Tony Blair: ‘Our Teams Are Embedded in Governments Around the World’

Blair
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The globalist think tank run by Tony Blair has claimed that it is “embedded in governments around the world”, supposedly advising them on the Chinese coronavirus crisis — despite the former prime minister’s connections to the Chinese Communist Party (CCP) regime.

The Tony Blair Institue said that it has “teams” advising world governments “to keep their people safe during this pandemic — not just in respect of Covid-19 itself but also the political and economic collateral damage.”

The think tank has advised governments to adopt “dramatically increased technological surveillance”, arguing that it is “a price worth paying”.

“In normal times the degree of monitoring and state intervention we are talking about here would be out of the question in liberal democracies. But these are not normal times, and the alternatives are even more unpalatable. This is quite different from the traditional debate about whether confronting security threats to our way of life merits sacrificing the values of freedom and privacy that define us,” said Chris Yiu, the institute’s executive director of technology and public policy.

Similar big government policies, such as compulsory ID cards for all citizens — ultimately defeated — were a key feature of Blair’s years in power.

The former premier has also argued that the UN’s World Health Organization (WHO) should be given “much greater heft and weight” and claimed that without more funding and support it would be “unfair to criticise them” — despite the fact that the WHO promoted Chinese communist propaganda from the outset of the coronavirus outbreak.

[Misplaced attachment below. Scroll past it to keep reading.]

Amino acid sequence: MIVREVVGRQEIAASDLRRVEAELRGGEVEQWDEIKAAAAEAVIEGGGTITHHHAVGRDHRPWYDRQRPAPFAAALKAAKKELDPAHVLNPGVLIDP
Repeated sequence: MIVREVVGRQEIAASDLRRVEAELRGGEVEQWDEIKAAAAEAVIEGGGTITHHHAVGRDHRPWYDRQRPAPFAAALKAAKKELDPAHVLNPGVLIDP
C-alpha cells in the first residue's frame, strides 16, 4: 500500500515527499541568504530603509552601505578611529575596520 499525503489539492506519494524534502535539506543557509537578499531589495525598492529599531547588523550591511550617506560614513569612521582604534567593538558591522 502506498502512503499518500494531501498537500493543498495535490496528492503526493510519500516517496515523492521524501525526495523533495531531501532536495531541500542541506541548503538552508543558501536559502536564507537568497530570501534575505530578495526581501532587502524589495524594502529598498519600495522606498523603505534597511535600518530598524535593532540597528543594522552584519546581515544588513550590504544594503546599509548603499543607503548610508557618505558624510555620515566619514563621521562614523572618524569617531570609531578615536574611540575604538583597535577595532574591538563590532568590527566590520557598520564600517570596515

The after-office activities of Mr Blair, particularly in the Middle East and China, have drawn widespread criticism. Following reports linking the now-defunct Tony Blair Associates firm with the Saudi oil company PetroSaudi and the Abu Dhabi financial management firm Mubadala, the Iraq War architect resigned from his already controversial post as Middle East peace envoy at the United Nations.

Questions about Mr Blair’s close business ties with the Chinese regime and people connected the Chinese Communist Party have also been raised.

In 2015, an investigation by The Telegraph found that after leaving office Mr Blair served as a liaison between Abu Dhabi and the “highest levels of the Communist Party and state-run corporations” in bringing investment to the Xinjiang province of the country, where it is alleged that millions of Uyghurs are being interned in concentration camps by the regime in Beijing.

It is also known that Mr Blair received £200,000 to give a speech in the Chinese industrial city of Dongguan in 2007 — more than his combined salary for a year as Prime Minister and a Member of Parliament.

In an interview with POLITICO earlier this month, Mr Bair said that Western governments must come to terms with China’s new “dominant position” in the world, and that the West should abandon nationalist impulses.

Follow Kurt on Twitter at @KurtZindulka

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